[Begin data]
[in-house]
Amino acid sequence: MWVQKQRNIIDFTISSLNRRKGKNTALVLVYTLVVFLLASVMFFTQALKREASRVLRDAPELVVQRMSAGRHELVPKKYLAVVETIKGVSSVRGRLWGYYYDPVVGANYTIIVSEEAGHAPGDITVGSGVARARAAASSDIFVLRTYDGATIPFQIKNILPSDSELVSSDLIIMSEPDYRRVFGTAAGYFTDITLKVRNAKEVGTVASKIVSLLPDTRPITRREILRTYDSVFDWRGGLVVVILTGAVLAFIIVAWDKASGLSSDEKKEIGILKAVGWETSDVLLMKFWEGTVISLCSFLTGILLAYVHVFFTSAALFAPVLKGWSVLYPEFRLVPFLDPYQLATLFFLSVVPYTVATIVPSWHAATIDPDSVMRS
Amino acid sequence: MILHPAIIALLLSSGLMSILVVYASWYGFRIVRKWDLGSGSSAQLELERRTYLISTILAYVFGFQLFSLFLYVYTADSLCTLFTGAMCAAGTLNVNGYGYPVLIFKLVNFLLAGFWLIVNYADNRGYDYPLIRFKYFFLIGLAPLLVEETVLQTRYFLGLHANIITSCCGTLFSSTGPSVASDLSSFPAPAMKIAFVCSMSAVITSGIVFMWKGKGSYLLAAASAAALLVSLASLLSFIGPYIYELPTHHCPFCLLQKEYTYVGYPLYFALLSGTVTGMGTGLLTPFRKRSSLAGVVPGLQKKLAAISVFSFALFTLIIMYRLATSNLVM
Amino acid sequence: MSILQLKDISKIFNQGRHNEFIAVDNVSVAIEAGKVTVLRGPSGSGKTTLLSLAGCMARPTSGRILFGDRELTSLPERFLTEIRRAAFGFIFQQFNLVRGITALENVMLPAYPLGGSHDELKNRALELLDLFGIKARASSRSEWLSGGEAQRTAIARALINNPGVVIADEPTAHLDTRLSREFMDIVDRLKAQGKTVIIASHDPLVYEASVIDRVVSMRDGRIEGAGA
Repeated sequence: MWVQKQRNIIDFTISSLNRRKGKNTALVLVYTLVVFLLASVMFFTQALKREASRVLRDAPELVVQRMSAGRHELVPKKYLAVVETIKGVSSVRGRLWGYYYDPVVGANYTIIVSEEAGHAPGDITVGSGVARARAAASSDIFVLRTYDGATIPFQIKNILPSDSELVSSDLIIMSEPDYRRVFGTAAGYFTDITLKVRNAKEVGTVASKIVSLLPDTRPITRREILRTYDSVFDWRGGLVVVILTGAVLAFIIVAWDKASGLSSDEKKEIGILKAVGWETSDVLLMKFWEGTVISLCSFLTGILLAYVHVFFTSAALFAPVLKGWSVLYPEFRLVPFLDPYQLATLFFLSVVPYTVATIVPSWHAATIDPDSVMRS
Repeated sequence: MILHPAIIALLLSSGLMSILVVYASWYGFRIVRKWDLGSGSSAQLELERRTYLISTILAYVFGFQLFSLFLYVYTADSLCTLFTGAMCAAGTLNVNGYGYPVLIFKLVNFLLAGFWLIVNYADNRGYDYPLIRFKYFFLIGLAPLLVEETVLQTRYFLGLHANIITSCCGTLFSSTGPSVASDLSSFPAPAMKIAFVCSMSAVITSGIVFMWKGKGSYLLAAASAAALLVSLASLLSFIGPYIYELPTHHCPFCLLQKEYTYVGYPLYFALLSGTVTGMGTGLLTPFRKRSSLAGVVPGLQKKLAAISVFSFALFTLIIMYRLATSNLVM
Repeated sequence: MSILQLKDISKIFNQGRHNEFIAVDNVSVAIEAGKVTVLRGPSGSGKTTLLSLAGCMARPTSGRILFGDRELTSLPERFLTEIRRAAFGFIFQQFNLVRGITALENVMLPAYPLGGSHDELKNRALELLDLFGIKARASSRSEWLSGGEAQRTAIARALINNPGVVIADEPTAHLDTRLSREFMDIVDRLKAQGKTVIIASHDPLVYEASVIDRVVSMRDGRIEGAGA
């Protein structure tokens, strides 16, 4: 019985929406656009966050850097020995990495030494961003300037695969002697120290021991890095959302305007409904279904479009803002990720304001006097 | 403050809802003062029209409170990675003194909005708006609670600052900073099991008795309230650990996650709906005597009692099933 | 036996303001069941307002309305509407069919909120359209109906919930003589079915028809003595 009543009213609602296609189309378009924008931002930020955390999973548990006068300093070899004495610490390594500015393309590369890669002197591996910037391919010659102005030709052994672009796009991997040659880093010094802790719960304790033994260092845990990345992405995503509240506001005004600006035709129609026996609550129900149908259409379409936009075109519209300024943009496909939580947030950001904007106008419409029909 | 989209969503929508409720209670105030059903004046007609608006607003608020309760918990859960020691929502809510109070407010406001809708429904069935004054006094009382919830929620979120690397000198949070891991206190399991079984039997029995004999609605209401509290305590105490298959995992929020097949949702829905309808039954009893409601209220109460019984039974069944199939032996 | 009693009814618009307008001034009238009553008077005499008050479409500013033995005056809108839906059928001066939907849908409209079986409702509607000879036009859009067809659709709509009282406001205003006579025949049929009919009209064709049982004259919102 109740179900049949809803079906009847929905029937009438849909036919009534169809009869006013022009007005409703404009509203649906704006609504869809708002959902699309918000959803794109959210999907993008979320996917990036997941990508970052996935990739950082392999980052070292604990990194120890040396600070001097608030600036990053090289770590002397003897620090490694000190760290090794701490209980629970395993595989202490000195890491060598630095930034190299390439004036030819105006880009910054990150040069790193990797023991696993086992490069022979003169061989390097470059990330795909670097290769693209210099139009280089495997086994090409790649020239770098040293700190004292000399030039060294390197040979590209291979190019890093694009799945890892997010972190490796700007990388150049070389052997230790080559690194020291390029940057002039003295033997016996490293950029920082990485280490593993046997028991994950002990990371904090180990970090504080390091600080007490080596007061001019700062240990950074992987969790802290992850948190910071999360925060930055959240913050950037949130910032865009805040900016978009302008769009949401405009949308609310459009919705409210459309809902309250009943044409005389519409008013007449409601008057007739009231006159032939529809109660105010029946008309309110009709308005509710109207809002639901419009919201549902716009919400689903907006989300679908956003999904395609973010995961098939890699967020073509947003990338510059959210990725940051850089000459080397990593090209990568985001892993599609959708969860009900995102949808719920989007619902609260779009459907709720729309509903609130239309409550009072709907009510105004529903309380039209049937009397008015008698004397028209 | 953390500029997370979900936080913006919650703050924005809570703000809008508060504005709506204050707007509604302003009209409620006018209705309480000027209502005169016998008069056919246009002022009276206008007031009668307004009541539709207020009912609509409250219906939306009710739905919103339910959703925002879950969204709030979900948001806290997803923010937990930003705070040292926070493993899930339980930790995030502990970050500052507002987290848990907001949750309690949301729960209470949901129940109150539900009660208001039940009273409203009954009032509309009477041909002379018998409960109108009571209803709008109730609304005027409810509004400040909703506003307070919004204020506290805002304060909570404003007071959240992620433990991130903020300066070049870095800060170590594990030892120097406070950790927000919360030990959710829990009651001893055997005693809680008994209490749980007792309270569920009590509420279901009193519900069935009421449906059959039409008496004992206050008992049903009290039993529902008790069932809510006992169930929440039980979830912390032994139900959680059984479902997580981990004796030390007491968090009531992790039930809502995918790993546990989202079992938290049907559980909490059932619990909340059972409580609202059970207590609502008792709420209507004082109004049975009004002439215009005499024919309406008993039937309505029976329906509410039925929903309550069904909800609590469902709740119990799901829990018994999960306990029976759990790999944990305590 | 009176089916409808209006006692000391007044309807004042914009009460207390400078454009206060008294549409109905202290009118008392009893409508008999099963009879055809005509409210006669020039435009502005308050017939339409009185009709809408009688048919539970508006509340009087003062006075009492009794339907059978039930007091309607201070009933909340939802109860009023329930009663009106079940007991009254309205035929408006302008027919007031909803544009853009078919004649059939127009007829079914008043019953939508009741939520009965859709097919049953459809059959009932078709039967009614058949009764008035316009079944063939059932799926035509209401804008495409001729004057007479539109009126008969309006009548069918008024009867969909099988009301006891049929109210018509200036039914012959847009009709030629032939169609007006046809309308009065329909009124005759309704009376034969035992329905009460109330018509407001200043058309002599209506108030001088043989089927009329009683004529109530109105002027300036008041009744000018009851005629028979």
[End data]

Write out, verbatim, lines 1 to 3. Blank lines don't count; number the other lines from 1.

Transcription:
[in-house]
Amino acid sequence: MWVQKQRNIIDFTISSLNRRKGKNTALVLVYTLVVFLLASVMFFTQALKREASRVLRDAPELVVQRMSAGRHELVPKKYLAVVETIKGVSSVRGRLWGYYYDPVVGANYTIIVSEEAGHAPGDITVGSGVARARAAASSDIFVLRTYDGATIPFQIKNILPSDSELVSSDLIIMSEPDYRRVFGTAAGYFTDITLKVRNAKEVGTVASKIVSLLPDTRPITRREILRTYDSVFDWRGGLVVVILTGAVLAFIIVAWDKASGLSSDEKKEIGILKAVGWETSDVLLMKFWEGTVISLCSFLTGILLAYVHVFFTSAALFAPVLKGWSVLYPEFRLVPFLDPYQLATLFFLSVVPYTVATIVPSWHAATIDPDSVMRS
Amino acid sequence: MILHPAIIALLLSSGLMSILVVYASWYGFRIVRKWDLGSGSSAQLELERRTYLISTILAYVFGFQLFSLFLYVYTADSLCTLFTGAMCAAGTLNVNGYGYPVLIFKLVNFLLAGFWLIVNYADNRGYDYPLIRFKYFFLIGLAPLLVEETVLQTRYFLGLHANIITSCCGTLFSSTGPSVASDLSSFPAPAMKIAFVCSMSAVITSGIVFMWKGKGSYLLAAASAAALLVSLASLLSFIGPYIYELPTHHCPFCLLQKEYTYVGYPLYFALLSGTVTGMGTGLLTPFRKRSSLAGVVPGLQKKLAAISVFSFALFTLIIMYRLATSNLVM